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N2 - Purpose: To determine the effect of dentin desensitizing agents (oxalates and glutaraldehyde) and dentin bonding agents, with and without resin-based composite (RBC) on dentin permeability and morphology of the dentin surface. The influence of saliva and toothbrushing on these agents was also evaluated. Materials and Methods: Radicular dentin discs ±1 mm thick were obtained from extracted human teeth. The thickness of the discs was standardized by grinding them with 600 grit silicon carbide powder. Both pulpal and periodontal surfaces of the discs were treated with 6% citric acid for 2 min prior to the baseline measurement of dentin permeability. Permeability was measured for the discs, using a split-chamber apparatus, at four different time points: at baseline, after treatment with each desensitizing modality, after 24 hrs of saliva immersion and after simulated toothbrushing equivalent to 3 weeks of normal brushing. The treatment modalities were: Sensodyne Dentin Desensitizer, Gluma Dentin Desensitizer, All-Bond DS (primers without etching), Etch+Primers (All-Bond 2 system), Etch+Primers+Adhesive and Etch+Primers+ Adhesive+RBC (Ælite Flo). Radicular dentin discs were prepared separately for scanning electron microscopy (SEM). One group was left untreated as the control group. Discs in the other groups were treated with the modalities listed above. One disc from each group was viewed under the SEM after treatment with the desensitizing modality. The second disc in each group was viewed after 24 hrs of saliva immersion following desensitizing treatment and the third disc after 3 weeks of simulated toothbrushing following desensitizing treatment and saliva immersion. Results: The greatest reduction in permeability was caused by All-Bond DS followed by Sensodyne Dentin Desensitizer and Etch+Primers+ Adhesive+RBC. Gluma Dentin Desensitizer, Etch+Primers, and Etch+Primers+Adhesive did not reduce permeability by a significant amount. Saliva immersion increased permeability significantly only for the Gluma and Etch+ Primers+Adhesive groups. There was a trend towards increase in permeability after toothbrushing; however, this increase was not statistically significant for any group (P> 0.05). Thus, placement of primers without etching (All-Bond DS) reduced permeability more than any other treatment modality. These data indicate that etching a sensitive dentin area may be appropriate only if RBC is to be placed in the area. Exposure to saliva and toothbrushing countered the decrease in permeability caused by dedicated desensitizers and dentin bonding agents. The SEM micrographs revealed that in most cases, form corroborated function and the morphology of the dentin surface corresponded to the dentin permeability values. (Am J Dent 2000;13:21-27).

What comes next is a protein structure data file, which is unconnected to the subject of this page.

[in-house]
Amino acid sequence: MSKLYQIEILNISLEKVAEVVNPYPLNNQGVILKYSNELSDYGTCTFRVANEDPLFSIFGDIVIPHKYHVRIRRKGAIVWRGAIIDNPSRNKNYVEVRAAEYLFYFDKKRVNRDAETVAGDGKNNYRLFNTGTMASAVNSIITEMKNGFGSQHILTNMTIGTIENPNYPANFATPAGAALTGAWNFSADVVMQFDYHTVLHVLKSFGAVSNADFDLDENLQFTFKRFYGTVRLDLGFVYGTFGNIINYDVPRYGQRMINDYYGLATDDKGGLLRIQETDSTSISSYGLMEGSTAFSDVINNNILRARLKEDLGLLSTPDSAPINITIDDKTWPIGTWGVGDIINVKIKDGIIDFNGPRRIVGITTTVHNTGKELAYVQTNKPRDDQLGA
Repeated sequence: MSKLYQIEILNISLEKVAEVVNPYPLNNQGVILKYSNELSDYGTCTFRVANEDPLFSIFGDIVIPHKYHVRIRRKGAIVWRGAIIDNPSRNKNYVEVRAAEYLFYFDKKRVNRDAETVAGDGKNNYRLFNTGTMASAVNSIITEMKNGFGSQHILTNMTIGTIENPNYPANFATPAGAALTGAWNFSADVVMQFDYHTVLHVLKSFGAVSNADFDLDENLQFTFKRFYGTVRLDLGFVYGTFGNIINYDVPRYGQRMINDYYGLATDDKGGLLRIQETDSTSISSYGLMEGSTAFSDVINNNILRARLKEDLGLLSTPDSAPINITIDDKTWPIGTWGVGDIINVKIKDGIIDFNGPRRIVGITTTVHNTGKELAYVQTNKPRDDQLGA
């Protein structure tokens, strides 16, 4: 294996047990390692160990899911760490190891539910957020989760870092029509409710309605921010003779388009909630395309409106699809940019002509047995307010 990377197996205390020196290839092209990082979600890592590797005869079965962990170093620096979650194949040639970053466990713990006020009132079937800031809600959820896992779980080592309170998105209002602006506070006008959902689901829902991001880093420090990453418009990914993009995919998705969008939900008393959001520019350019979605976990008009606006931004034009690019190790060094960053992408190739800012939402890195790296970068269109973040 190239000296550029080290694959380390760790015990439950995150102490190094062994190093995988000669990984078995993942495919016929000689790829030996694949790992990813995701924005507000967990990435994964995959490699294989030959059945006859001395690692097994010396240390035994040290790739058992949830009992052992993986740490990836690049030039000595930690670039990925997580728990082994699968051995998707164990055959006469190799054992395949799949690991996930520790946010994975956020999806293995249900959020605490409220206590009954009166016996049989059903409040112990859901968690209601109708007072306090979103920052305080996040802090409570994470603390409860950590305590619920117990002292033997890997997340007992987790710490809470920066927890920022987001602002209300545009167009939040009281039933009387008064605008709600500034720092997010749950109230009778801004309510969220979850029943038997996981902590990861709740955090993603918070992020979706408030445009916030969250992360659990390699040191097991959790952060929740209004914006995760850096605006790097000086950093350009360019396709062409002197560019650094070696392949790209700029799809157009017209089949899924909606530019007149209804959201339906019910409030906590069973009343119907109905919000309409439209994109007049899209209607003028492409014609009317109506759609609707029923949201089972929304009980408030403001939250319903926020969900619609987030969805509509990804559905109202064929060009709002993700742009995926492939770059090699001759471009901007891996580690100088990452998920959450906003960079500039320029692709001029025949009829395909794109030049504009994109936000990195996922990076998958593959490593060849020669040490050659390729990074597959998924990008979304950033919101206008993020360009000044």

AB - Purpose: To determine the effect of dentin desensitizing agents (oxalates and glutaraldehyde) and dentin bonding agents, with and without resin-based composite (RBC) on dentin permeability and morphology of the dentin surface. The influence of saliva and toothbrushing on these agents was also evaluated. Materials and Methods: Radicular dentin discs ±1 mm thick were obtained from extracted human teeth. The thickness of the discs was standardized by grinding them with 600 grit silicon carbide powder. Both pulpal and periodontal surfaces of the discs were treated with 6% citric acid for 2 min prior to the baseline measurement of dentin permeability. Permeability was measured for the discs, using a split-chamber apparatus, at four different time points: at baseline, after treatment with each desensitizing modality, after 24 hrs of saliva immersion and after simulated toothbrushing equivalent to 3 weeks of normal brushing. The treatment modalities were: Sensodyne Dentin Desensitizer, Gluma Dentin Desensitizer, All-Bond DS (primers without etching), Etch+Primers (All-Bond 2 system), Etch+Primers+Adhesive and Etch+Primers+ Adhesive+RBC (Ælite Flo). Radicular dentin discs were prepared separately for scanning electron microscopy (SEM). One group was left untreated as the control group. Discs in the other groups were treated with the modalities listed above. One disc from each group was viewed under the SEM after treatment with the desensitizing modality. The second disc in each group was viewed after 24 hrs of saliva immersion following desensitizing treatment and the third disc after 3 weeks of simulated toothbrushing following desensitizing treatment and saliva immersion. Results: The greatest reduction in permeability was caused by All-Bond DS followed by Sensodyne Dentin Desensitizer and Etch+Primers+ Adhesive+RBC. Gluma Dentin Desensitizer, Etch+Primers, and Etch+Primers+Adhesive did not reduce permeability by a significant amount. Saliva immersion increased permeability significantly only for the Gluma and Etch+ Primers+Adhesive groups. There was a trend towards increase in permeability after toothbrushing; however, this increase was not statistically significant for any group (P> 0.05). Thus, placement of primers without etching (All-Bond DS) reduced permeability more than any other treatment modality. These data indicate that etching a sensitive dentin area may be appropriate only if RBC is to be placed in the area. Exposure to saliva and toothbrushing countered the decrease in permeability caused by dedicated desensitizers and dentin bonding agents. The SEM micrographs revealed that in most cases, form corroborated function and the morphology of the dentin surface corresponded to the dentin permeability values. (Am J Dent 2000;13:21-27).